When she opened her eyes, the view through the ancient window had shifted. Her brow furrowed as she tried to comprehend what she was seeing. Through the window was a barren wasteland. The ground was parched and devoid of life. There were no trees, plants, birds, animals, or people. Just empty, scorched dirt — as though a huge fire or a war had blown through the area.

“What am I seeing?” she whispered to the window.

A voice in her head answered. You are seeing the future of Earth. Years from now, war and greed will have destroyed all life on the planet. However, this can be prevented. It is not too late. The one who can see this is the one who can change it and save the planet. We have been waiting a long for you to arrive.

Aliya looked around but saw no one. She looked back at the window. “Who are you?”

We are the gatekeepers of the world. We have been trying to save your planet, but we cannot do it alone.

“But … but I don’t know what to do. How can I save Earth?”

There is a piece missing in the wall surrounding the window. A vital piece that has come loose and fallen out. The missing piece that will save the planet.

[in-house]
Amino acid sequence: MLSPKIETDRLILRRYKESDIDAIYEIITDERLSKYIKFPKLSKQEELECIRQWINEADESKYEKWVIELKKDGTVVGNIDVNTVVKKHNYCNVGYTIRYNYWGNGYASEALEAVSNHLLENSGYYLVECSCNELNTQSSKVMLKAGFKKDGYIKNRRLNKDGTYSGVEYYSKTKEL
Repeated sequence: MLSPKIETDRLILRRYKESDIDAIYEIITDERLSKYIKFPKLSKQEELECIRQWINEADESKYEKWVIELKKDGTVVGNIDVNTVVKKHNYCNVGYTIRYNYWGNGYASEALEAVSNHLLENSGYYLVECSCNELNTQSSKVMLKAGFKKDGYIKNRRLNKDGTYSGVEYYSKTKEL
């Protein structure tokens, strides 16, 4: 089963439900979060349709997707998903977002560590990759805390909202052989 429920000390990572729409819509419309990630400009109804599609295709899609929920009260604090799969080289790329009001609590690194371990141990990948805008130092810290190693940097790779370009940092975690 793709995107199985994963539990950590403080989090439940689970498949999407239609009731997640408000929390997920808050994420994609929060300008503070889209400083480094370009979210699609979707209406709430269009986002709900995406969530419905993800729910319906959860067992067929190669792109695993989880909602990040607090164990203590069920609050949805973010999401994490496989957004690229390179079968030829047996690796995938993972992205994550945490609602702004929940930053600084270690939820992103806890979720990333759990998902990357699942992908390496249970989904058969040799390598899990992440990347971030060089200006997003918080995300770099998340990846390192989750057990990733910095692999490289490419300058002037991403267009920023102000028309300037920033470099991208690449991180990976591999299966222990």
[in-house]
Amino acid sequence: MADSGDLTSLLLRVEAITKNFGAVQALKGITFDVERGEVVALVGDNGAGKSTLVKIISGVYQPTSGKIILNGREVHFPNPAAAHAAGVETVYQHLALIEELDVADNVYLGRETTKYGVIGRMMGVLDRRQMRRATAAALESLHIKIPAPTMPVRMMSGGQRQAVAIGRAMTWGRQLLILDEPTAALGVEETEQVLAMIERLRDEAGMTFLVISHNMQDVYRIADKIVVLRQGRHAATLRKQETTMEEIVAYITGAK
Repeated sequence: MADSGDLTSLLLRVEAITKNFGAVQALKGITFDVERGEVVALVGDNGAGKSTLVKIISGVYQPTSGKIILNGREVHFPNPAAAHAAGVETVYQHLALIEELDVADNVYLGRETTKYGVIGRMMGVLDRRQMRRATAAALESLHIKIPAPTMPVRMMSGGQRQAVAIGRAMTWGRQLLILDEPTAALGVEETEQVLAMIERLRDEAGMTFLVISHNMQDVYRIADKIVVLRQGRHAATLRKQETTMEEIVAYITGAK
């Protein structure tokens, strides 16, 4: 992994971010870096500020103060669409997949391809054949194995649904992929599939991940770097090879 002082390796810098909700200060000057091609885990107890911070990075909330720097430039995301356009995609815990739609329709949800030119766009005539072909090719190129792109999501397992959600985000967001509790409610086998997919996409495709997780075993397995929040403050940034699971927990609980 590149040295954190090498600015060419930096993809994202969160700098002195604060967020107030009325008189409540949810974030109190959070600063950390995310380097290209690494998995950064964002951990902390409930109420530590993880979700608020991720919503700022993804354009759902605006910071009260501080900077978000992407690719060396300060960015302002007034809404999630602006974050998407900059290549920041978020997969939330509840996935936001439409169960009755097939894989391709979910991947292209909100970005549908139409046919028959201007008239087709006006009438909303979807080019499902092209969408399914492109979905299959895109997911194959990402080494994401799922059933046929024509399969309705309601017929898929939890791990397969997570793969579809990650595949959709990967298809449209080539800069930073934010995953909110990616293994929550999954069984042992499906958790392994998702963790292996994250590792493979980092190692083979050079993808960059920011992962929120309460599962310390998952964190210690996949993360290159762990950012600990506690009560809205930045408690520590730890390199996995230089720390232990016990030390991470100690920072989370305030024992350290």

“What piece? Where is it? How do I find it?”

It is a crystal that is vital to mankind. In fact, it is vital to all life on Earth. You must find it, plug it back into the wall, and close the loophole that has developed. That loophole created the wars, the greed, the hatred, the fighting, the emptiness, and the catastrophes that have befallen the planet.

“But how do I find this crystal?”

You will know where to look. It is in your possession. It needs to be placed in the wall before the window closes completely and disappears — then it will be too late.

“What kind of crystal?”

You will know it when you see it. You know where it is. Hurry. We are running out of time.